into the FP bowl and chill that in the freeze along with the fat. Always
use ice water. A trick that I use is to put the ice and water into a gravy
separator. Since the ice floats )like fat) you can safely pour the water
out the spout without risking getting chunks of ice in your pastry.
at Sat, 20 Nov 2004 13:36:40 GMT in ,
Shortening can be more problematic than lard, because it's a softer fat and
generally has emulsifiers in it. Sometimes this can have an effect on
pastry dough because it will cut in too evenly. However, in and of itself,
that wouldn't necessarily cause a problem. I'd still recommend that if you
can't get fresh lard where you are, then it's perhaps better to use all
I was suspicious that might be the case. Lately for whatever reason finding
white pastry flour has become increasingly difficult, which baffles me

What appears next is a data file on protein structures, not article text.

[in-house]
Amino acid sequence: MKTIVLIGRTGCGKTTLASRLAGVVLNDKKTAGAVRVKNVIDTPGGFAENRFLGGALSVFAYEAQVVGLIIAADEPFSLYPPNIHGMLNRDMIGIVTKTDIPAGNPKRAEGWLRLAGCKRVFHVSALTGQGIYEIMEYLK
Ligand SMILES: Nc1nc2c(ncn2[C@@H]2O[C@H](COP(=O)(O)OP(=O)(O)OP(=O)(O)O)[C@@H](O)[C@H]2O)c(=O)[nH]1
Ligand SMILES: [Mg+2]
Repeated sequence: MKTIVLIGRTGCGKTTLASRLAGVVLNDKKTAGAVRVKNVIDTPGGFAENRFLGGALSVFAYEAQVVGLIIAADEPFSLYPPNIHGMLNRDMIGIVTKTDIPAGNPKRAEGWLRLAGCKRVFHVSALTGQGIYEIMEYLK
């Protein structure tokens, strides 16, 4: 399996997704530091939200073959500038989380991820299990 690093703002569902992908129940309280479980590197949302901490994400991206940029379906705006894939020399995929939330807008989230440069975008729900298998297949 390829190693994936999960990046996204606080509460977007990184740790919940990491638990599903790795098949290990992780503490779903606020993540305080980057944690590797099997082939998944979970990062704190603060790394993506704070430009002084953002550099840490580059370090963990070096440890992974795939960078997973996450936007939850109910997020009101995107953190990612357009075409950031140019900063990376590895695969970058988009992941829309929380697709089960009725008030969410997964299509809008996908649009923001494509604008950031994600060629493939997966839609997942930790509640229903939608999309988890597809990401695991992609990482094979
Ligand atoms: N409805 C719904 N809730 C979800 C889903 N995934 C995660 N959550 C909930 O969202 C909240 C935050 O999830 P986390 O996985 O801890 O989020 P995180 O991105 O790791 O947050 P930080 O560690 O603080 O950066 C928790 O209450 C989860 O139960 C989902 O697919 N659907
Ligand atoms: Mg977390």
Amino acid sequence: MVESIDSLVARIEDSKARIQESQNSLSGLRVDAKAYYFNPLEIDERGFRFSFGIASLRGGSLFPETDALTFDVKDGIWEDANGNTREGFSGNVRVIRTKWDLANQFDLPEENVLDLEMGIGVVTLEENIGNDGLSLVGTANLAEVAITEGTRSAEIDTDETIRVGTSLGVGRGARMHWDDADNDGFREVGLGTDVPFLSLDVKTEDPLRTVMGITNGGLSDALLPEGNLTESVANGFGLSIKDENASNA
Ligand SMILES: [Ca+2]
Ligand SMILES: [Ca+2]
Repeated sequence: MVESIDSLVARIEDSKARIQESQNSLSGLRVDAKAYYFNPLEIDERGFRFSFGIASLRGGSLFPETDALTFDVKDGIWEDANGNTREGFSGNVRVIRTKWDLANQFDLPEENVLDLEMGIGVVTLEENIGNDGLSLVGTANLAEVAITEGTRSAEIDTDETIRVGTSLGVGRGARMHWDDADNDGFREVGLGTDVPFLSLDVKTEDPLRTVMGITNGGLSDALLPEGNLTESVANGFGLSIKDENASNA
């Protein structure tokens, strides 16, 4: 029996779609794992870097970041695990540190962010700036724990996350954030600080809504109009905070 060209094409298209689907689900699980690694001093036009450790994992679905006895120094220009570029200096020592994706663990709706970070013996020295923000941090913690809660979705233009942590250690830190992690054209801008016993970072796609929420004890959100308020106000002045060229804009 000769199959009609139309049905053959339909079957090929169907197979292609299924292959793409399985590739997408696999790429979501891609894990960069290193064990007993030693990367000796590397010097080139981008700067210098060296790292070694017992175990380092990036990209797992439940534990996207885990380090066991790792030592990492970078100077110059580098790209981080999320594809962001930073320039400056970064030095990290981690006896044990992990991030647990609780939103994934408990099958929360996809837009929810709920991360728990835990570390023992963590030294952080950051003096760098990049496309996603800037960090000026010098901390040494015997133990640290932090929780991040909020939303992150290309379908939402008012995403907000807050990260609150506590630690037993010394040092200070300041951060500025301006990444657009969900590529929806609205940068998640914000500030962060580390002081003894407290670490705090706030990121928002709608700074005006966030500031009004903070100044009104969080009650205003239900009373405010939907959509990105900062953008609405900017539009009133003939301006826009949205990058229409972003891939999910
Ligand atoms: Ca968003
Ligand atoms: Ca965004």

because whole wheat defeats the very purpose of pastry flour: to create
something light and delicate, just the opposite of whole wheat's rustic,
coarser nature. If they were to eliminate one of the 2, I'd think it'd be
whole wheat. It pays to seek out white pastry flour because the difference
is large. If you can't get it, I recommend sticking with white all-purpose
because once you start using whole wheat flours, you're entering a totally
different ballgame. Whole wheat flours absorb a LOT more water and much
more quickly cut through the fat, because the flakes of bran act a bit like
sandpaper, quickly breaking up the fat. Thus for whole wheat, if you're